71. The representative of the World Health Organization (WHO) stated that the Doha Declaration on the TRIPS Agreement and Public Health, in affirming that the TRIPS Agreement "can and should be interpreted and implemented in a manner supportive of WTO Members' right to protect public health and, in particular, to promote access to medicines for all" marked a watershed in the international trade regime. It demonstrated that the multilateral rules-based trading system could be rendered compatible with public health interests. The WHO remained fully committed to supporting WTO and its Members in the implementation of this Declaration. The same commitment applied to the Decision, on which the WHO had recently published a paper, copies of which had been made available to delegates. The WHO explained that this paper examined the options available for countries to make use of the system to export and import generic versions of patented medicines produced under compulsory licences. Its approach was guided by the principle that patients in a country with little or no domestic pharmaceutical production capacity should be protected by compulsory licensing provisions (or, indeed, by other TRIPS safeguards) to the same extent as patients in countries capable of producing pharmaceutical products.
72. A public-health-oriented interpretation and implementation of the Decision would mean the following: full or broad coverage in terms of health problems and the appropriate range of medicines for their prevention and/or treatment; simple and speedy legal procedures in both importing and exporting countries; equality of opportunities for countries in need of medicines, even for products not patented in the importing country; a wide choice of potential suppliers of the medicines required, both from developed and developing countries; and transparency and predictability of the applicable rules in the exporting and importing countries. Ideally, all these elements should be incorporated into a stable international legal framework. He recalled that the Decision took the form of a waiver that was to remain in force until replaced by a permanent amendment to the TRIPS Agreement. In this regard, the WHO had noted with appreciation that the deadline for the amendment had been extended from June 2004 to the end of March 2005. During this interim period, therefore, it should be a priority for countries to make full and effective use of the waiver, including amending national legislations where necessary.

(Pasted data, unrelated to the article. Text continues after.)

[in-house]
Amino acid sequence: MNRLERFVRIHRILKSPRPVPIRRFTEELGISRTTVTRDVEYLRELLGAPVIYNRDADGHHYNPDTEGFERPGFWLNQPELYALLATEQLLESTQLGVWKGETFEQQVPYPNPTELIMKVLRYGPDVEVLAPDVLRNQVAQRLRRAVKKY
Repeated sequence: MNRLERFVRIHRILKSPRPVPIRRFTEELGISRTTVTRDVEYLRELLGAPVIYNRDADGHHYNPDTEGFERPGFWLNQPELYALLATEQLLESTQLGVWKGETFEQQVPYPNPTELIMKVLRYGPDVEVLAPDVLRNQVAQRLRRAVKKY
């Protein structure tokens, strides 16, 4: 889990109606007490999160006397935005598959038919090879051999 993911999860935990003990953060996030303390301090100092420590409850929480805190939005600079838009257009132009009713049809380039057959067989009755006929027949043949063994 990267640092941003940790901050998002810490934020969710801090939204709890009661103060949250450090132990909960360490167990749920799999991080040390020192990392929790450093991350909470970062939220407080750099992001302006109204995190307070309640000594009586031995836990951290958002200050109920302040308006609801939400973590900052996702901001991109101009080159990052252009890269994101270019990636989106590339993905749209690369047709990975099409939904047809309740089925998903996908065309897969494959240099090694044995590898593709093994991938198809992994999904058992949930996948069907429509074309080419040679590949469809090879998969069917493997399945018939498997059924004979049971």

73. He said that it would be useful if country experiences and lessons on the use of the Decision were taken into account in the amendment of the TRIPS Agreement. However, it was noted that, to date, no WTO Member had made use of, or had notified its intention to make use of, the system that had been established under the Decision for importation. He said that it may be beneficial to undertake an assessment to ascertain the reasons for this as input into the debate on the issue of the adoption of an amendment to the TRIPS Agreement.